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Topic: Jarv Dee
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October 6, 2013 at 5:40 PM
Last night the first Macefield Music Festival — once known as the Seattle Weekly’s Reverb Fest – brought some of Seattle’s brightest talents in beats and raps to Ballard’s Sunset Tavern. While the Weekly’s Reverb often had plenty of local indie/guitar-based offerings, it often fell way short of a well-rounded bill in this department, and Macefield’s organizers should be commended for booking three of the city’s best producers — Kid Smpl, Vox Mod and Keyboard Kid — and three heavy-hitting, fast-rising rap acts — Key Nyata, Jarv Dee and ILLFIGHTYOU – all at the same venue. (more…)
October 4, 2013 at 1:32 PM
By Todd Hamm
Special to The Seattle Times
When The Seattle Weekly pulled the plug on its sixth Reverb local-music festival with a full roster of musicians still expecting to play, a group of Ballard-area folks (which includes former Reverb booker Kwab Copeland and KEXP DJ Hannah Levin) stepped in with the intention of continuing the lively spirit of the all-day event, seasoned with a few new ideas of their own.
Though still culled exclusively from the deep well of Puget Sound talent, the lineup for the rebranded Macefield Music Festival was held to 27, down from Reverb’s nearly 60 in recent years. The venues were also kept to a tighter radius, utilizing only three Ballard Avenue staples: Conor Byrne Pub, the Sunset Tavern and Tractor Tavern.
July 26, 2013 at 3:38 PM
By Mike Ramos
In the last year or so, local rapper Jarv Dee has developed from Cloud Nice crew member and hypeman into one of the hardest-working, multifaceted artists in the city. From his modern take on Seattle street rap with Nacho Picasso and the Moor Gang (their crew of fellow rappers, producers and goons), to his perspective-laced experimental hip-hop approach with group Kingdom Crumbs, to the cruising, Southern rap lean on his breakout solo album Dopamine, Jarv takes on a combination of styles but somehow manages to never sound out of his lane. He found time to catch up with us the day before a quick trip to Alaska for a Kingdom Crumbs show.
Jarv Dee plays Capitol Hill Block Party Sunday at 6:20 p.m. on the Vera Stage. (more…)
July 25, 2013 at 5:29 PM
Jammed between chain-link fences on the bar- and venue-lined Pike Street, you push through a sweaty crowd while inhaling secondhand cigarette smoke, feeling the vibrations of amplified noise coming from all directions. As you approach the tucked-away VERA Stage (one of five stages) at Capitol Hill Block Party, a face-painted 22-year-old spills beer on your foot:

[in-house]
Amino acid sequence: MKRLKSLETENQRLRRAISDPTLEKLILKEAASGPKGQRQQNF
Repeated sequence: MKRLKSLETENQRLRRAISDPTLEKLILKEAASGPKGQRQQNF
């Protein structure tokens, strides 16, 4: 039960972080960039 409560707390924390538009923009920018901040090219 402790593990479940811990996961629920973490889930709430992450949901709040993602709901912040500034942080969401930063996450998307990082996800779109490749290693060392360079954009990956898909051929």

“Whoa, sorry — hey, you got any molly?”
Get out of the way, kid!
Eventually properly situated to take in the loud rock music of Naomi Punk (not too close to the speaker), the Olympia trio you’ve heard compared to Nirvana — you’re spotted by a co-worker. And now he’s in your face highly recommending you turn around and slog back through that river of humanity to the main stage, to see A-Trak, the superstar Canadian deejay.
“He’s incredible! Perfect Block Party act!”
Are you in the right place? There are roughly 100 bands at this festival, after all.
This is acute FOMO (Fear of Missing Out), one of the chief hazards of Block Party — which starts Friday and runs through Sunday, headlined by longstanding alternative/psychedelic rockers The Flaming Lips.
Sixteen years since it started, Block Party has shed the intimate feel of its namesake. It’s a big festival now. And hip as most of the bands are, it’s not an underground thing. Everyone goes. That’s good for its existence — big festivals are one of the few places the music industry is financially thriving. But as a concertgoer, you have to know how to handle it.
Aside from FOMO, tinnitus and sunstroke, there are also drug overdoses and alcohol poisoning to consider. And yahoos. But we deal with it all because we love floating through a daylong rush of concerts, and being together in a fun-seeking mob. The Festival Experience.
One good way to strategize your attendance is to consider that the Block Party booking team is savvy with local, rising bands. This summer, the sound of the Pacific Northwest pop underground is more rocking than it has been in quite some time, and Block Party provides a good 101: Check out ultimate surf band La Luz; hard-hitting Walla Walla transplants Chastity Belt; grunge scholars Naomi Punk and FF; and knuckled-up, rock-star rappers Jarv Dee and ILLFIGHTYOU.
A good rule of thumb: Pick three performances per day. (See my picks here.) Stake out your spot on the pavement for those. And make one of them early. Block Party crowds are easier to manage (and the whole place is cleaner) early in the day. Apart from your three chosen concerts, go with the flow. See whatever. Drink a ton of water. And use public transportation.
Andrew Matson: email@example.com and @andrewmatson
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